A second album is already in the works. And although the band has been primarily a studio project, they will play a live date at Ziggy’s in Ypsilanti on Wednesday, August 28 with Simon Joyner, Raw Honey, and Idle Ray. The show is being produced by Fred Thomas' Life Like Tapes.
The band recently agreed to answer a few questions via email.
Pure Romance: Author and Wolverine State Brewing Company co-founder Liz Crowe brewed up some Summer Lovin’
The news is often negative -- sad stories that offer little hope, let alone a happily-ever-after ending. Maybe that’s one of the reasons that one of the top-selling genres of fiction books is romance, thanks to devoted readers who can’t get enough of their favorite heroines and heroes falling in love. On Saturday, August 17, Ann Arborites have the chance to hear not one but four local romance authors read from their books at the Summer Lovin’ Romance Author Panel at Nicola's Books.
According to organizer Liz Crowe, the event came about when August 17 was declared Bookstore Romance Day, “a day that was set aside to honor independent bookstores who appreciate the romance genre.”
After she learned of the date, Crowe contacted Nicola’s, which “responded enthusiastically.” That led to meetings about creating an event to honor the day. Crowe reached out to M.K. Schiller, the president of the Greater Detroit chapter of Romance Writers of America. Through her, Crowe reached authors Dana Nussio, Elizabeth Heiter, and Beverly Jenkins. “It’s a diverse mix of authors,” Crowe says. “They write about everything from romantic suspense to addiction recovery to the post-Civil War South.”
Through chapters alternating between characters’ perspectives, Michigan writer Caitlin Horrocks’ new novel, The Vexations, narrates the life of not just composer and pianist Erik Satie but also the lives of his sister and brother, Louise and Conrad, and the people in their lives. The siblings’ experiences diverge as they are raised with different family members and pursue their unique interests and desires. Hardship, pain, and loss mark their pursuits, yet, true to history and especially for Erik, they find success, too.
Originally from Ann Arbor, Horrocks lives in Grand Rapids, Michigan, and teaches at Grand Valley State University. She will read at Literati Bookstore on Monday, August 19, at 7 pm. She answered some questions for Pulp here.
Valencia Robin’s new poetry collection, Ridiculous Light, spans time, space, and seasons -- from Milwaukee in the 1960s to Ann Arbor -- and offers moments of distinct observations. The speaker invites readers into specific recollections and, within them, shares not just what happened but vivid descriptions and sublime reflections on the natural world, people, identity, and experiences.
A poet and painter, Robin is one of the founding members of GalleryDAAS at the University of Michigan. She now lives in Charlottesville, Virginia.
She will return to Ann Arbor to read at Literati Bookstore on Friday, August 16, at 7 pm, and Pulp interviewed her before her visit.
Edward Renehan's "The Life of Charles Stewart Mott" traces the life of the philanthropist and General Motors icon
Despite what Shakespeare wrote, sometimes the good that men do lives on after them -- especially when that good includes a multibillionaire family fund that continues to do charitable works decades after the founder has passed away, which is the case with Charles Stewart Mott, the subject of a new book by Edward Renehan.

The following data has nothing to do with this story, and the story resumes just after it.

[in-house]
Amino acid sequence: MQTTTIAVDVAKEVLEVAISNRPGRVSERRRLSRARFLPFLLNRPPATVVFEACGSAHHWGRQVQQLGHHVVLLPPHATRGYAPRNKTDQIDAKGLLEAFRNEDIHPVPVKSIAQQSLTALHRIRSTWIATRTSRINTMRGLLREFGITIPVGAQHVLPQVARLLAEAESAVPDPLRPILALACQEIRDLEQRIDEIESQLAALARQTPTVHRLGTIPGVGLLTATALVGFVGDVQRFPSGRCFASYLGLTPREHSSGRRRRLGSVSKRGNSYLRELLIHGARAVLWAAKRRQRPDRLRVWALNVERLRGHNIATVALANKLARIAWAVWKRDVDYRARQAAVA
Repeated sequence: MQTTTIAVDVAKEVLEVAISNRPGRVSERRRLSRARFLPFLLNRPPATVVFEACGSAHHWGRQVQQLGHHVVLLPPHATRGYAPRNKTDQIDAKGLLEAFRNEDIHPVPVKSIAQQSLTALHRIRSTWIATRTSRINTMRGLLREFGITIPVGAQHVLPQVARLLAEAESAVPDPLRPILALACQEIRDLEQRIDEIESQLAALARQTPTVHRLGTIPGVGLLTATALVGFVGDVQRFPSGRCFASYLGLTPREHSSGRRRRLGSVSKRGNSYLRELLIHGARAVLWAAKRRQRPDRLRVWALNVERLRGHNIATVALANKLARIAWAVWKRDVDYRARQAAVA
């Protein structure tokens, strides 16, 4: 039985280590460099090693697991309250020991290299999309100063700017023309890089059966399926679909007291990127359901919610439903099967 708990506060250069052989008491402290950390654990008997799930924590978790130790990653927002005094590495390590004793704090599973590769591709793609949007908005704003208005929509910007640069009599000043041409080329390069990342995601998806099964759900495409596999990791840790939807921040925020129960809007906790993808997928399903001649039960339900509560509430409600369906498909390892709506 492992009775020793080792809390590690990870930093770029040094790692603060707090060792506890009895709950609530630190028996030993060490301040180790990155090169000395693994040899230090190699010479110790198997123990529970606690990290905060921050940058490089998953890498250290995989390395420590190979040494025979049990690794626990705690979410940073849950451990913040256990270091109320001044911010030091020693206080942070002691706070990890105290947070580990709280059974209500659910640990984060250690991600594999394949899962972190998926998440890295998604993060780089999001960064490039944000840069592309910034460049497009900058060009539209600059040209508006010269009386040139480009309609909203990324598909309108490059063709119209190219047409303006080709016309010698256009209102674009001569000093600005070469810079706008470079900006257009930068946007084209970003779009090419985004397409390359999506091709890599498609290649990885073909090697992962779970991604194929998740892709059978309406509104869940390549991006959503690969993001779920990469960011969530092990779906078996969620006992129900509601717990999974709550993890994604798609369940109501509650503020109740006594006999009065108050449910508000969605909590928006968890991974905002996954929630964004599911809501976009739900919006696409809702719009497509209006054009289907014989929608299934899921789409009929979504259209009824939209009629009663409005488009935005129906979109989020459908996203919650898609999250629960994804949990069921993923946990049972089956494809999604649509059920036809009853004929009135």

A former publishing executive, Renehan has written over 20 books including historical nonfiction for children and biographies of Pete Seeger and John Burroughs. Published by University of Michigan Press, The Life of Charles Stewart Mott came about because of a query Renehan received from the Ruth Mott Foundation, the foundation started by C. S. Mott’s late wife. “[They] asked if I would be interested in doing a book on C.S., as he was known. I did some research and realized what an incredibly fascinating individual he was. This is a man who was born 10 years after Abraham Lincoln was assassinated and died two years before the founding of Microsoft.”
Mott earned a degree in mechanical engineering and “participated in the market economy and industrial expansion in a big way,” Renehan says. “He was one of the truly great innovators of the auto industry, along with his peers like Alfred Sloan, Charles Kettering, and Pierre DuPont.”
This story was originally published on May 3, 2018.
Dr. Irene Butter’s entire life has been dedicated to caring for others -- as a professor, a humanitarian, a storyteller. While serving as a professor of public health at the University of Michigan, Butter spent 30 years visiting schoolchildren to tell them her tale.
"I found out that the way students relate to me is that they have experiences in their own lives when they lost a parent or grandparent or their parents divorced or suffered illnesses … they really identify with my stories and that is what is rewarding to me."
And what a story it is, now in print: Shores Beyond Shores: From Holocaust to Hope, My True Story.
(Butter will be at the Ann Arbor District Library's downtown branch on May 8.)
This story was originally published on June 11, 2018.
What if Cliff's Notes had Cliff's Notes?
Mya Gosling's Good Tickle Brain is a web-based comics series that reduce Shakespeare's works to three panels. Named after a Falstaff line from Act 2, Scene 4 of Henry IV Part 1 -- "Peace, good pint-pot. Peace, good tickle-brain" -- Gosling's stick-figure interpretations of ol' Will's works have garnered acclaim across the web for their wit, particularly her "Which Shakespeare Play Should I See?" flowchart, which has allowed her to transition from being a library cataloger to a full-time comic artist.
Gosling has expanded her focus to include Keep Calm and Muslim On, written by her friend Andrea Annaba, and Sketchy Beta, the world's only rock-climbing comic strip, as well as three-panel interpretations of many other plays and movies. But the website's namesake Shakespeare strip is when I first discovered Gosling's work during last year's Ann Arbor Comic Arts Festival (A2CAF). My kids fell in love with her The Complete Works of Shakespeare in Three Panels book, which inspired them to go on and dive deep into the Bard's full catalog of plays as well as the film and graphic novel versions.
Gosling will be at this year's A2CAF festival June 16 & 17 at the downtown branch of the Ann Arbor District Library, and I emailed with her about all things three-panel Shakespeare.